Conroe, June 18 – Reports are coming out from inside the Montgomery County Courthouse that the three-member Committee on Finance is struggling. 435th District Judge Patty Maginnis appointed three full-time accountants – James Wiggins, Brenda Webb, and Landon Estay – to conduct a full examination audit of Montgomery County. Chapter 111 of the Texas Local Government Code places them in a quandary, because they’re not permitted to earn more than $15 total for the entirety of their work.
The difficult job ahead for the Committee on Finance reveals, once again, the sore need for Montgomery County’s government to split the functions of chief budget officer, bookkeeper, and auditor among three people. Currently, County Auditor Phyllis Martin performs all three of those functions with the ultimate problem arising that Martin must audit her own books and her own budget. Under Generally Accepted Accounting Principles, Martin and the County government have all sorts of conflicts of interest.
The Golden Hammer, Montgomery County’s leading daily newspaper, has previously reported this problem in great detail. Please see “Full Report to Board of District Judge: ‘Need for an Independent Audit Under Section 111.033 of the Texas Local Government Code’,” The Golden Hammer, May 27, 2017.
The audits of Montgomery County are not full audits but rather test audits. The outside auditor, currently Weaver and Tidwell, L.L.P., performs a test audit only by conducting tests of the accuracy of information which the county has reported rather than confirming that all information is accurate. See, e.g., Letter from Weaver and Tidwell, L.L.P., dated August 31, 2016, to the Honorable County Judge and County Commissioners and Management of Montgomery County.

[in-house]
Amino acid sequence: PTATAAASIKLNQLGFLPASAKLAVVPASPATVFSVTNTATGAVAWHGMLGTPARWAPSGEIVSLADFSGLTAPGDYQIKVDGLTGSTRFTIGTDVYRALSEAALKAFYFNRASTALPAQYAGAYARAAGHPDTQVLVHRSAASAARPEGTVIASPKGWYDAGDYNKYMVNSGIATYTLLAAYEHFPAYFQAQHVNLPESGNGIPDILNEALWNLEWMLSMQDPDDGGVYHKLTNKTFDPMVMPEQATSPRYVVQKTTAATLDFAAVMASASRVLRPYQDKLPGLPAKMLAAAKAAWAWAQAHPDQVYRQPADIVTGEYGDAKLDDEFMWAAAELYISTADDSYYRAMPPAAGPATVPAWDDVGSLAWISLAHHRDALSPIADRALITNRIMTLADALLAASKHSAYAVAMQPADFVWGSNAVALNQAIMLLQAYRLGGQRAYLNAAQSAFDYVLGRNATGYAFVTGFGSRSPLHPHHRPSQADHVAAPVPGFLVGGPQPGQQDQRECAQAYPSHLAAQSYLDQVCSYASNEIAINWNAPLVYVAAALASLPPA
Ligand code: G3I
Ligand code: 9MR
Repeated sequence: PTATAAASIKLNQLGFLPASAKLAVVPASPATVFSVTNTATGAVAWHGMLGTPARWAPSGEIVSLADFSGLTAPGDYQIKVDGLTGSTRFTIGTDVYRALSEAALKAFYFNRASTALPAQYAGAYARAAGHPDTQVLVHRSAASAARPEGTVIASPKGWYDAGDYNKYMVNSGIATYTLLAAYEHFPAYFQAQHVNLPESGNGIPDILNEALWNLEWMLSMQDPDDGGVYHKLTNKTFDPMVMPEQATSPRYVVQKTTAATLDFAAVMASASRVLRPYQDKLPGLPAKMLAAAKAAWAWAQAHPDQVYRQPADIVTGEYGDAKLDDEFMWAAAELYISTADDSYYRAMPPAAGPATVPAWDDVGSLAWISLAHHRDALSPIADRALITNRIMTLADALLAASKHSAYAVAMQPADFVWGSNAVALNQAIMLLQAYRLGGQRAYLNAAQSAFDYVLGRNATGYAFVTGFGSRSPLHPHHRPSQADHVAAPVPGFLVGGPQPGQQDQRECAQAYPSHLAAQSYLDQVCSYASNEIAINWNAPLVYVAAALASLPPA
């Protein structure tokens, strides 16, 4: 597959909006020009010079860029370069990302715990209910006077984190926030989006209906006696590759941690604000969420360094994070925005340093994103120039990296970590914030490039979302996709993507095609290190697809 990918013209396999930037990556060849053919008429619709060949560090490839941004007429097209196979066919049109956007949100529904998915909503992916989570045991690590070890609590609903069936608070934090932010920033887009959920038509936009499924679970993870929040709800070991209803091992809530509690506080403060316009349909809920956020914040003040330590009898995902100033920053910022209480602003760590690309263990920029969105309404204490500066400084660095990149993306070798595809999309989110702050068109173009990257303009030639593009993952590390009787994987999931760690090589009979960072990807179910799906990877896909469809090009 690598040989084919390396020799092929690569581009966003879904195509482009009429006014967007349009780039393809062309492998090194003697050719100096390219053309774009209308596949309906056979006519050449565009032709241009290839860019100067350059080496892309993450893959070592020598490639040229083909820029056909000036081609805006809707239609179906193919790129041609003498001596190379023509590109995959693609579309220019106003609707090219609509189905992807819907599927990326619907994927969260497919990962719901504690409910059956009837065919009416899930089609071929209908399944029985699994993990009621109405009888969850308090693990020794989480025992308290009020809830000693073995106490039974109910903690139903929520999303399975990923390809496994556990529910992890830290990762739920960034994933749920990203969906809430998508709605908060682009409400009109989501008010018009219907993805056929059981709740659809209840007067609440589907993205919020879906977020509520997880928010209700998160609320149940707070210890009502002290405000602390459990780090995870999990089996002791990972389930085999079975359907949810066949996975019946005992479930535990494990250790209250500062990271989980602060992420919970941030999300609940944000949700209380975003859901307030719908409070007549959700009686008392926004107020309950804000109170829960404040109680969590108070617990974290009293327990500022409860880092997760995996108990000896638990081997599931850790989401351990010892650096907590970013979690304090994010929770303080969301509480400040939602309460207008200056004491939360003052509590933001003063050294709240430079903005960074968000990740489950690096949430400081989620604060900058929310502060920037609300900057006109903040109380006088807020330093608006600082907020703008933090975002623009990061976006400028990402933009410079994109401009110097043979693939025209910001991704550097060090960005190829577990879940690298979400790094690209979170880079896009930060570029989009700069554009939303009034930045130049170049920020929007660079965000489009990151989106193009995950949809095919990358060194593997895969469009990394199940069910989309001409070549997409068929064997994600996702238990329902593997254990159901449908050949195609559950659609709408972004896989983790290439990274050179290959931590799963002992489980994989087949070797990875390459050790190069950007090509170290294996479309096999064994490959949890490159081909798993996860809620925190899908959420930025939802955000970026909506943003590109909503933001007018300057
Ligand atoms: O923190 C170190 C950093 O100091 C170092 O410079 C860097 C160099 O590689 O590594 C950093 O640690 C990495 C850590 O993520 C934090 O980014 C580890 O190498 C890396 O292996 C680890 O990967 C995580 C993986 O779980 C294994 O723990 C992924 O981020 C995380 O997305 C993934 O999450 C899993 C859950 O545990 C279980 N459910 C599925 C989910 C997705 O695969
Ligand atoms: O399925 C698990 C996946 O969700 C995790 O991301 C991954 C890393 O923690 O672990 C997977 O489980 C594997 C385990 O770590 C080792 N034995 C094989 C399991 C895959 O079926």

In other words, the County Auditor, who also acts as the Chief Budget Officer of the County, prepares the financial statements for the County. She audits her own books and accounts. The outside auditor then only tests those books and accounts for their accuracy rather than conducting a full audit.
The outside auditor does not check conformance of actual expenditures to the budget that the Commissioners Court approved. Rather, the outside auditor only tests whether the reported financial statements accurately reflect actual expenditures and the actual balance sheet (assets and liabilities) of the County.
As the County Auditor stated on November 17, 2016, in response to a Public Information Act Request:
“Barring the annual financial report, which is compiled by the Auditor’s Office and audited by an independent audit firm, such as Weaver, there is no other single document reporting an audit of the entirety of Montgomery County, Texas, for a specific point in time. Audits are performed regularly, on a much smaller scale, for individual functions, such as the cash counts referenced above.”
The County’s Internal Audit Function: The County Auditor